On the whole, Zachary Quinto has played more likable characters than he’s played hardcore baddies — he notably portrayed logic-driven but good-natured Spock in the latest “Star Trek” films. But still, somehow, we remember him best for his deliciously evil roles. The man has a face for villainy (and we love that about him).
From the forehead-splitting Sylar on “Heroes” to the skin-lamp-making Dr. Oliver Thredson on “American Horror Story: Asylum,” it seems that Quinto has a dark side that he can’t resist indulging in. Which brings us to his latest role, the “135-year-old, immortal, vampire-esque” Charlie Manx on AMC’s new horror drama series “NOS4A2.”
When he was originally approached for the part of Manx, Quinto reveals he turned it down.
“Originally I said no, actually. When I first got the call, I was not sure if I wanted to explore territory that I’ve explored before in terms of the nature of the role,” Quito said in an interview with TheWrap, which you can watch above.
But in the end, he just couldn’t resist diving into his dark side one more time.
“The cool thing about this show was that all 10 episodes, or the majority of the 10 episodes, were written before we started shooting. So I said no, and they said, ‘Well, read some of the scripts.’ And I did, and they were really good, actually,” he says.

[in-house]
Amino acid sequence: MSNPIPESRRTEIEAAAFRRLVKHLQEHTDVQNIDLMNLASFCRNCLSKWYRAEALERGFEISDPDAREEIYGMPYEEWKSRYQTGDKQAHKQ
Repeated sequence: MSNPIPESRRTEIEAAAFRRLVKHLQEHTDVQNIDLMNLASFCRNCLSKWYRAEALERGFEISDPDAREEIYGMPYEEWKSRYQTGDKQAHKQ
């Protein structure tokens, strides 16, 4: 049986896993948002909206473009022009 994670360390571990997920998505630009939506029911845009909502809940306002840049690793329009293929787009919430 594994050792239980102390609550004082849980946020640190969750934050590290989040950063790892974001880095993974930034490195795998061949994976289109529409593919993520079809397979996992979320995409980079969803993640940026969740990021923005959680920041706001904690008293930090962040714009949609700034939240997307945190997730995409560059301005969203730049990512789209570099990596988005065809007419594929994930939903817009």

“So it started there, my interest was peaked,” he added. “And then the opportunity to transform into this character, to disappear in a way into this other kind of physical landscape was really cool for me. So then it just sort of was like an avalanche. All the things I was a little unsure of started to build and flow in the opposite direction and I was like, ‘I think I would be silly not to do this.'”
So how does Quinto manage to keep from getting too method when it comes to playing these nefarious dudes? Usually he’s good about drawing a hard line — with an exception for Thredson, the psychopathic psychiatrist from Season 2 of “American Horror Story” who moonlights as Bloody Face and makes lamps out of people’s skin. Playing Thredson was “the one experience where the lines got a little blurred,” Quinto says.
“It’s different for different characters,” he says. “Thredson was the one where the lines were the blurriest, because some of the other archetypal villains I’ve played have been in a supernatural word. So wherever that’s the case, there’s an element of heightened reality and stylized nature to that storytelling, which is true of ‘Nos4a2’ as it was for ‘Heroes.'”
“With ‘American Horror Story: Asylum,’ it was definitely grounded in reality, and the research I had to do for that role was incredibly disturbing,” he says. “So I think cultivating a clear boundary between imagination and reality is for me part of my process…I prefer to keep the lines clear. It’s easier when I’m playing a 135-year-old immortal vampire-esque character than when I’m playing a really psychologically disturbed — and drawn from reality — psychopath.”
Despite his intentions not to always play the villain, there is one dream role he’s always wanted to play — the Demon Barber of Fleet Street.
“The only role that I ever really want to do is Sweeney Todd, which is kind of back in this wheelhouse, but in a totally different way which I think would be really fun,” he says. “And he to me, I think, is probably more than anything just a real tragic hero.”